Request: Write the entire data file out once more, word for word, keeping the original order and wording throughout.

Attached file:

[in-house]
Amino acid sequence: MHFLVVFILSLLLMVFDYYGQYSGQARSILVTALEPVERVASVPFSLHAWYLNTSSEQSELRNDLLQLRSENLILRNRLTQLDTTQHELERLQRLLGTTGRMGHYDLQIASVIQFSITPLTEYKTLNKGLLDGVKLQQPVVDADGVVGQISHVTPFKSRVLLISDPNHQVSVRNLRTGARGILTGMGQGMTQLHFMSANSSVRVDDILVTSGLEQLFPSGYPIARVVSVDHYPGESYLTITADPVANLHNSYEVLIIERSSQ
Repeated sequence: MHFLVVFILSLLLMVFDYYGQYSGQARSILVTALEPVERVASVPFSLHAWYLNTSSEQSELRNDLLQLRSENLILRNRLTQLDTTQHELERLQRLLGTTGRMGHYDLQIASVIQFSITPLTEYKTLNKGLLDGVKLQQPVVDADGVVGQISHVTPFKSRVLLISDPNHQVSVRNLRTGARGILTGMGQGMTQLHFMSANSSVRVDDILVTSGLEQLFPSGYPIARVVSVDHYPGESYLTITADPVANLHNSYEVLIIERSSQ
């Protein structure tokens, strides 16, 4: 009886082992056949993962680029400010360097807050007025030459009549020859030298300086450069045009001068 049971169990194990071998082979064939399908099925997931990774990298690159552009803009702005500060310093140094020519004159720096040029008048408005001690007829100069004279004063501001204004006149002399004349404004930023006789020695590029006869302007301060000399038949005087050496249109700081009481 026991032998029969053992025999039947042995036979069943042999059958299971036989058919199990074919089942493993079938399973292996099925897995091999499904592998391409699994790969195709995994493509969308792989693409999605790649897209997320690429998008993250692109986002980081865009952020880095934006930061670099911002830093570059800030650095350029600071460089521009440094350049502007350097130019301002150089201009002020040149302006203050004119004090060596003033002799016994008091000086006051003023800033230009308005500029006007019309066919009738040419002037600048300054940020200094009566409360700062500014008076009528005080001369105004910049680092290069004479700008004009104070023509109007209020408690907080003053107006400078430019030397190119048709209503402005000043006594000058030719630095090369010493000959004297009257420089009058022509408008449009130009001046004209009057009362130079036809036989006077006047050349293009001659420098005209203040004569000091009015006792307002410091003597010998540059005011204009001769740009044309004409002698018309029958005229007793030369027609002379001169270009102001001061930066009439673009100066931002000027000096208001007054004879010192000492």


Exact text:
[in-house]
Amino acid sequence: MHFLVVFILSLLLMVFDYYGQYSGQARSILVTALEPVERVASVPFSLHAWYLNTSSEQSELRNDLLQLRSENLILRNRLTQLDTTQHELERLQRLLGTTGRMGHYDLQIASVIQFSITPLTEYKTLNKGLLDGVKLQQPVVDADGVVGQISHVTPFKSRVLLISDPNHQVSVRNLRTGARGILTGMGQGMTQLHFMSANSSVRVDDILVTSGLEQLFPSGYPIARVVSVDHYPGESYLTITADPVANLHNSYEVLIIERSSQ
Repeated sequence: MHFLVVFILSLLLMVFDYYGQYSGQARSILVTALEPVERVASVPFSLHAWYLNTSSEQSELRNDLLQLRSENLILRNRLTQLDTTQHELERLQRLLGTTGRMGHYDLQIASVIQFSITPLTEYKTLNKGLLDGVKLQQPVVDADGVVGQISHVTPFKSRVLLISDPNHQVSVRNLRTGARGILTGMGQGMTQLHFMSANSSVRVDDILVTSGLEQLFPSGYPIARVVSVDHYPGESYLTITADPVANLHNSYEVLIIERSSQ
């Protein structure tokens, strides 16, 4: 009886082992056949993962680029400010360097807050007025030459009549020859030298300086450069045009001068 049971169990194990071998082979064939399908099925997931990774990298690159552009803009702005500060310093140094020519004159720096040029008048408005001690007829100069004279004063501001204004006149002399004349404004930023006789020695590029006869302007301060000399038949005087050496249109700081009481 026991032998029969053992025999039947042995036979069943042999059958299971036989058919199990074919089942493993079938399973292996099925897995091999499904592998391409699994790969195709995994493509969308792989693409999605790649897209997320690429998008993250692109986002980081865009952020880095934006930061670099911002830093570059800030650095350029600071460089521009440094350049502007350097130019301002150089201009002020040149302006203050004119004090060596003033002799016994008091000086006051003023800033230009308005500029006007019309066919009738040419002037600048300054940020200094009566409360700062500014008076009528005080001369105004910049680092290069004479700008004009104070023509109007209020408690907080003053107006400078430019030397190119048709209503402005000043006594000058030719630095090369010493000959004297009257420089009058022509408008449009130009001046004209009057009362130079036809036989006077006047050349293009001659420098005209203040004569000091009015006792307002410091003597010998540059005011204009001769740009044309004409002698018309029958005229007793030369027609002379001169270009102001001061930066009439673009100066931002000027000096208001007054004879010192000492």